Another thing that the Galaxy Alpha lacks is a built-in microSD card slot. It does come with 32GB of internal memory, however, so there should be plenty of room for your files. Unless you plan on using your phone as a sort of external hard drive with large chunks of data, that is. Still, the lack of higher storage options can and will be problematic for some users.
Camera features and software extras
The cameras on Samsung’s Galaxy series phones have always been known to be exceptional. We’re happy to report that the one on the Galaxy Alpha doesn’t break the tradition.
Both the rear and front-facing cameras are extra light sensitive. We saw this immediately after launching the camera app for a selfie in a closed and not-so-well-lit room. As you can imagine, the camera performance is superb especially in well-lit environments.
Quick 12MP snap
After a bit of testing, we found that the rear camera had no problems with shooting regular 12-megapixel photos. So we tried the different camera modes onboard, and they all left us quite impressed.
If you ask us for our favorite feature, it’s a tie between dual camera mode and the slow-mo video capture. Both of these really show the power of the processor that quietly runs inside of this phone.
These sorts of extras, as you might call them, are scattered all over the menus. For the cameras, there are literally more than a dozen different options available for tweaking. And for the phone itself, you can pick and choose the settings options that you want simply by navigating the screen.
Android 4.4.4 KitKat runs as the default OS, so anyone who has ever used Android will feel right at home. TouchWiz may be running on top as a custom UI, but everything should be familiar to most users and intuitive enough even for first-time smartphone owners.
Battery and overall performance
Speaking of first-time owners, using the Galaxy Alpha is easy enough that you don’t actually need to read the user manual to get the hang of it. And even if you have used other Android phones before, using this one might make you feel like you’re entering a whole new world as far as hardware and software capabilities are concerned.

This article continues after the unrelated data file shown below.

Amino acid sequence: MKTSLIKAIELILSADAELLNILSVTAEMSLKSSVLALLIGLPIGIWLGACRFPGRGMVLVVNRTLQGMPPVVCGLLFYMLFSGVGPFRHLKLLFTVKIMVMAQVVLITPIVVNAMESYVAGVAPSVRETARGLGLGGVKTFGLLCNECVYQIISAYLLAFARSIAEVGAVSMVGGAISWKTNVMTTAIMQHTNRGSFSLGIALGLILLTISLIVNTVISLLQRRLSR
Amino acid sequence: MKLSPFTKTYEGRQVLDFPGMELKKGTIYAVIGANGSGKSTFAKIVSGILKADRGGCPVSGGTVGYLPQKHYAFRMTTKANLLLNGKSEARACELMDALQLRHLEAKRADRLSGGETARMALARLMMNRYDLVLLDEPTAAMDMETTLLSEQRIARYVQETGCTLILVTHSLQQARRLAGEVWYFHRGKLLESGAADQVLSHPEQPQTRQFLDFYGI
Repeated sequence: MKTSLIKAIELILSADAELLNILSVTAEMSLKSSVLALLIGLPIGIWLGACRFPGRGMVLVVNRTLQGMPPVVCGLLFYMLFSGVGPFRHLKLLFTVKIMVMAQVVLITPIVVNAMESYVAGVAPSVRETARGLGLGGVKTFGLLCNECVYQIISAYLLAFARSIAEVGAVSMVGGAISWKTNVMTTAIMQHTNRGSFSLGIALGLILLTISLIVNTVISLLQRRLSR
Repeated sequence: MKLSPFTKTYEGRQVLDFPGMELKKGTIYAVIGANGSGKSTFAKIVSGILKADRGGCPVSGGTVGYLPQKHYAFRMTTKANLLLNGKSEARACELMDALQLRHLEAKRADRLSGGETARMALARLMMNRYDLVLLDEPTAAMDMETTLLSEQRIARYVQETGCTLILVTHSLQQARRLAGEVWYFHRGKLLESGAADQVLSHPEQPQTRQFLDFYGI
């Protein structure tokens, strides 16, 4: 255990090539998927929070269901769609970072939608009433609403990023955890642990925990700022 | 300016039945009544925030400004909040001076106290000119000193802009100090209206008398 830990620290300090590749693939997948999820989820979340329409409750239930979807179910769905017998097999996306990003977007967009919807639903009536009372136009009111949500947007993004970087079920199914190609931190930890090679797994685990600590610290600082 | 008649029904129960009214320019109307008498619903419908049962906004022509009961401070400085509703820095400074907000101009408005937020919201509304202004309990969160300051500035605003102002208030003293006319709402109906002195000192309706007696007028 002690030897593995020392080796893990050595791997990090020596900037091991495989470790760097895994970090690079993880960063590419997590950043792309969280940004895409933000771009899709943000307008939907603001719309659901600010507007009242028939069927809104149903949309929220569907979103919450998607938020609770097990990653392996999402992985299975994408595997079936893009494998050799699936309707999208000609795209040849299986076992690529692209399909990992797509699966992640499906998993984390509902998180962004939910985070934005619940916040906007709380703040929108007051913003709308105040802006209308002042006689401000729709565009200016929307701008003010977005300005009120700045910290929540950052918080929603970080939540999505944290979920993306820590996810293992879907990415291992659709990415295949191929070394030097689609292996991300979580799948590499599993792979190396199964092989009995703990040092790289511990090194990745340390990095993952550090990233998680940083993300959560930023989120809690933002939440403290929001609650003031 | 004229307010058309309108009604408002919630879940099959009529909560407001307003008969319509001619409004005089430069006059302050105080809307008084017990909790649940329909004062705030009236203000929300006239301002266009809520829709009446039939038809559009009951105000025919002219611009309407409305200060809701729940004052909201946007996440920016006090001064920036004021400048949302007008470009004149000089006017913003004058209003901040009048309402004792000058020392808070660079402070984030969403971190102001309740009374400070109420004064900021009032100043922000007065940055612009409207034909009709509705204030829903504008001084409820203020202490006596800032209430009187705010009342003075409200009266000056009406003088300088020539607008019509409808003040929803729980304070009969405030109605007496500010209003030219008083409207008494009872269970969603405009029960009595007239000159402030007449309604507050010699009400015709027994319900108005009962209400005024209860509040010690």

Not once did we ever encounter any freeze-ups or lag while using the Galaxy Alpha during our tests. It’s a mobile powerhouse through and through, and despite its small size, it really does have the ability to pack everything that you might need. It even has a built-in LED notification light near the front cam. That’s a feature that often goes missing even in more premium high-end models. Here, it’s a welcome addition.
And the battery life on the Galaxy Alpha is like icing on a cake; it consistently lasted us more than two days of heavy usage before needing a recharge. We would switch between 4G LTE and Wi-Fi at times, but we would always be online. And the Galaxy Alpha happily kept chugging along right there with us through our daily grind.
So what’s our verdict on this phone? If Samsung were in the business of selling coffee, then we would think of the Galaxy Alpha as a much-needed espresso shot, something extra that makes things overall just a little bit more special.
It offers a much-needed change in the long-running Galaxy smartphone line, in that it finally follows the design suggestions of long-time Samsung fans. They switched out the plastic for metal where it counts, made the screen smaller to appeal to more prospective customers (not just women), and they kept the performance from the bigger models despite the reduction in size.
All in all, the Samsung Galaxy Alpha is a winner. But with the likes of the iPhone 6, Xperia Z3, and vastly more affordable offerings from local outfits, there are questions of whether it may have arrived a bit too late in the game. We personally like it, but the market will have to speak for itself.